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HP.80 Victor
RAF Victor landing with drogue parachute deployed
Role Strategic bomber, tanker
National origin United Kingdom
Manufacturer Handley Page Limited
Designer Reginald Stafford
First flight 24 December 1952
Introduction April 1958
Retired 1993
Primary user Royal Air Force
Produced 1952−1963
Number built 86

The Handley Page Victor was a British jet-powered strategic bomber, developed and produced by the Handley Page Aircraft Company and served during the Cold War. It was the third and final of the V-bombers operated by the Royal Air Force (RAF); the other two V-bombers being the Avro Vulcan and the Vickers Valiant. The Victor had been developed to perform as part of the United Kingdom’s airborne nuclear deterrent. In 1968, the type was retired from the nuclear mission following the discovery of fatigue cracks, which had been exacerbated by the RAF's adoption of a low-altitude flight profile to avoid interception.

A number of Victors had received modifications to undertake the strategic reconnaissance role, employing a combination of radar, cameras, and other sensors. As the nuclear deterrence mission was given to the Royal Navy's submarine-launched Polaris missiles in 1969, a large V-bomber fleet was deemed surplus to requirements. As such, many of the surviving Victors were converted into aerial refuelling tankers. During the Falklands War, Victor tankers were notably used in the airborne logistics operation to repeatedly refuel Vulcan bombers on their way to and from the Black Buck raids.

The Victor was the last of the V-bombers to be retired, the last aircraft being removed from service on 15 October 1993. In the refuelling role, the type had been replaced by the Vickers VC10 and the Lockheed Tristar. In the conventional and nuclear strike roles, the Avro Vulcan operated in this capacity until 1982, when it was in turn replaced by the significantly smaller Panavia Tornado.



The origin of the Victor and the other V bombers is heavily linked with the early British atomic weapons programme and nuclear deterrent policies that developed in the aftermath of the Second World War. The atom bomb programme formally began with Air Staff Operational Requirement OR.1001 issued in August 1946, which anticipated a government decision in January 1947 to authorise research and development work on atomic weapons, the U.S. Atomic Energy Act of 1946 (McMahon Act) having prohibited exporting atomic knowledge, even to countries that had collaborated on the Manhattan Project.[1] OR.1001 envisaged a weapon not to exceed 24 ft 2 in (7.37 m) in length, 5 ft (1.5 m) in diameter, 10,000 lb (4,500 kg) in weight, and suitable for release from 20,000 ft (6,100 m) to 50,000 ft (15,000 m).[2]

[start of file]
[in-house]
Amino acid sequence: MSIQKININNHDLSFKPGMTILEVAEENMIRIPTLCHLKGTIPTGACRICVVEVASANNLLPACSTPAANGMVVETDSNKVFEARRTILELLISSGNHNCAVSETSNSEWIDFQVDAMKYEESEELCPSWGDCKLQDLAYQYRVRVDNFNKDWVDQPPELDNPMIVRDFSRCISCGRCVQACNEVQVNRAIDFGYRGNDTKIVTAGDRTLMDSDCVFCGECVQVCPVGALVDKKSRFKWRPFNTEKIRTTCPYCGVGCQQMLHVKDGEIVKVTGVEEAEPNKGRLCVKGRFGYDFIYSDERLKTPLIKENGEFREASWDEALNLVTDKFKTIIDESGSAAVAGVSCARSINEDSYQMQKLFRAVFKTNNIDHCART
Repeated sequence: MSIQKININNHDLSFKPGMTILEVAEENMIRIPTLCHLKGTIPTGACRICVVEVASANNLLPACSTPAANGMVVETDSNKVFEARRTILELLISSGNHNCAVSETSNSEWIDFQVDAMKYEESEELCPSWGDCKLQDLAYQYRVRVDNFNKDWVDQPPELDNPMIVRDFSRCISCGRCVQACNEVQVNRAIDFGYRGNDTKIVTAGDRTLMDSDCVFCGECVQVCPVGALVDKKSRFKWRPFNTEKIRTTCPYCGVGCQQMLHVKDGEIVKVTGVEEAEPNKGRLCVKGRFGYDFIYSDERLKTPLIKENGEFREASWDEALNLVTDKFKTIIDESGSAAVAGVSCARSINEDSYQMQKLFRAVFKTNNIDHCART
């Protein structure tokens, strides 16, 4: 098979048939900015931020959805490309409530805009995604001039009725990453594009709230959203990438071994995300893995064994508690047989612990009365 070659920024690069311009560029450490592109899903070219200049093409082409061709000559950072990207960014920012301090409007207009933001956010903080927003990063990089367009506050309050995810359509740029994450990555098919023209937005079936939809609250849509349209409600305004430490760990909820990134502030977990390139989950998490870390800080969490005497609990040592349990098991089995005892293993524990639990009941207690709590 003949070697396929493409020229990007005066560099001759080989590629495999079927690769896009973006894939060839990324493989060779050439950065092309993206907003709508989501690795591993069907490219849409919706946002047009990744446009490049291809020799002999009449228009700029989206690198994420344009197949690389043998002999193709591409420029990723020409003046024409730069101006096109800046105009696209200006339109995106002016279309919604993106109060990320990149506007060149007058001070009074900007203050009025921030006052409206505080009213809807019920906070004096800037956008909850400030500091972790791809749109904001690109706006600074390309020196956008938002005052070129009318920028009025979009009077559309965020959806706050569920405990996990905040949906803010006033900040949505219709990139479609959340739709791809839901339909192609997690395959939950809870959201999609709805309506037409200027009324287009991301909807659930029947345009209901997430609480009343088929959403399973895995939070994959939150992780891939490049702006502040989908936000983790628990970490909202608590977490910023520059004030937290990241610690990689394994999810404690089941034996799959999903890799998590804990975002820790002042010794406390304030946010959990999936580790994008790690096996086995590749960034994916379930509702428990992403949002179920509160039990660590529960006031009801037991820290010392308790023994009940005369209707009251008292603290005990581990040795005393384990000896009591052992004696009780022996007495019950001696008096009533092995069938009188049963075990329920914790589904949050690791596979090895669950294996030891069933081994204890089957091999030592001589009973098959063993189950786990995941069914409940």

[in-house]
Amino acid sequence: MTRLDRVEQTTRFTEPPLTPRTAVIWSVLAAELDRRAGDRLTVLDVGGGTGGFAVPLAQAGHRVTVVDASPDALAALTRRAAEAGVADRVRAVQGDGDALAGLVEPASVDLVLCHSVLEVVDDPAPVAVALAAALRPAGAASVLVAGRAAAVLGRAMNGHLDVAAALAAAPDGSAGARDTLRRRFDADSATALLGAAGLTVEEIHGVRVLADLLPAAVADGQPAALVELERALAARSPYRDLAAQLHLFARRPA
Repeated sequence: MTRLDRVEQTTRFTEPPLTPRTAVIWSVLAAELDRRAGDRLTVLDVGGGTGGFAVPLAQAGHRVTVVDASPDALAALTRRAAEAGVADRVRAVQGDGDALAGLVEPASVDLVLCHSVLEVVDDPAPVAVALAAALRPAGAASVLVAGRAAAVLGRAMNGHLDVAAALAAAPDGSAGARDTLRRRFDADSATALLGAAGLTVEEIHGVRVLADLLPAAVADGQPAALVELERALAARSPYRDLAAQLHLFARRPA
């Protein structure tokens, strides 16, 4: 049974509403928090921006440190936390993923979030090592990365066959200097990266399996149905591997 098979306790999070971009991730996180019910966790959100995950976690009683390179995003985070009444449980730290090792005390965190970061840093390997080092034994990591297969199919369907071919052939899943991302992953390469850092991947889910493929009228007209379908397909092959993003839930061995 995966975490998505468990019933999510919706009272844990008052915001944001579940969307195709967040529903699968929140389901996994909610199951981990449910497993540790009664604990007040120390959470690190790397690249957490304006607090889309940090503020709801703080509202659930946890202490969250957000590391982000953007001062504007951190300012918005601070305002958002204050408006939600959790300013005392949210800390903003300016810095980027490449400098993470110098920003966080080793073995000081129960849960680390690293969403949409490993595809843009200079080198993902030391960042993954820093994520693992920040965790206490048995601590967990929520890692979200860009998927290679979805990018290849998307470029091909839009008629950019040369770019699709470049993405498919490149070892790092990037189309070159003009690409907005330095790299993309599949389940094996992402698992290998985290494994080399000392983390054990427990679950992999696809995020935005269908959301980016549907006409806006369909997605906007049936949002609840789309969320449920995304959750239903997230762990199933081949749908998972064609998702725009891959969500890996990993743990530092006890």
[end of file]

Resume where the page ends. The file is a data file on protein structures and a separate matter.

At the same time, the Air Ministry drew up requirements for bombers to replace the existing piston-engined heavy bombers such as the Avro Lancaster and the new Avro Lincoln which equipped RAF Bomber Command. In January 1947, the Ministry of Supply distributed Specification B.35/46 to aviation companies to satisfy Air Staff Operational Requirement OR.229 for "a medium range bomber landplane capable of carrying one 10,000 lb (4,500 kg) bomb to a target 1,500 nautical miles (1,700 mi; 2,800 km) from a base which may be anywhere in the world." A cruising speed of 500 knots (580 mph; 930 km/h) at heights between 35,000 ft (11,000 m) and 50,000 ft (15,000 m) was specified. The maximum weight when fully loaded ought not to exceed 100,000 lb (45,000 kg). The weapons load was to include a 10,000 lb "Special gravity bomb" (i.e. a free-fall nuclear weapon), or over shorter ranges 20,000 lb (9,100 kg) of conventional bombs. No defensive weapons were to be carried, the aircraft relying on its speed and height to avoid opposing fighters.[3]

The similar OR.230 required a "long range bomber" with a 2,000 nautical miles (2,300 mi; 3,700 km) radius of action at a height of 50,000 ft (15,000 m), a cruise speed of 575 mph (925 km/h), and a maximum weight of 200,000 lb (91,000 kg) when fully loaded.[4] Responses to OR.230 were received from Short Brothers, Bristol, and Handley Page; however, the Air Ministry recognised that developing an aircraft to meet these stringent requirements would have been technically demanding and so expensive that the resulting bomber could only be purchased in small numbers.[5] As a result, realising that the majority of likely targets would not require such a long range, a less demanding specification for a medium-range bomber, Air Ministry Specification B.35/46 was issued. This demanded the ability to carry the same 10,000 lb bomb-load to a target 1,500 nmi (1,725 mi, 2,800 km) away at a height of 45,000–50,000 ft (13,700–15,200 m) at a speed of 575 mph.[3]


The design proposed by Handley Page in response to B.35/46 was given the internal designation of HP.80. To achieve the required performance, Handley Page's aerodynamicist Dr. Gustav Lachmann and his deputy, Godfrey Lee developed a crescent-shaped swept wing for the HP.80;[6] the sweep and chord of the wing decreased in three distinct steps from the root to the tip, to ensure a constant limiting Mach number across the entire wing and consequently a high cruise speed.[7] Early work on the project included tailless aircraft designs, which would have used wing-tip vertical surfaces instead; however as the proposal matured a high-mounted, full tailplane was adopted instead.[8] The profile and shaping of the crescent wing was subject to considerable fine-tuning and alterations throughout the early development stages, particularly to counter unfavourable pitching behavior in flight.[9]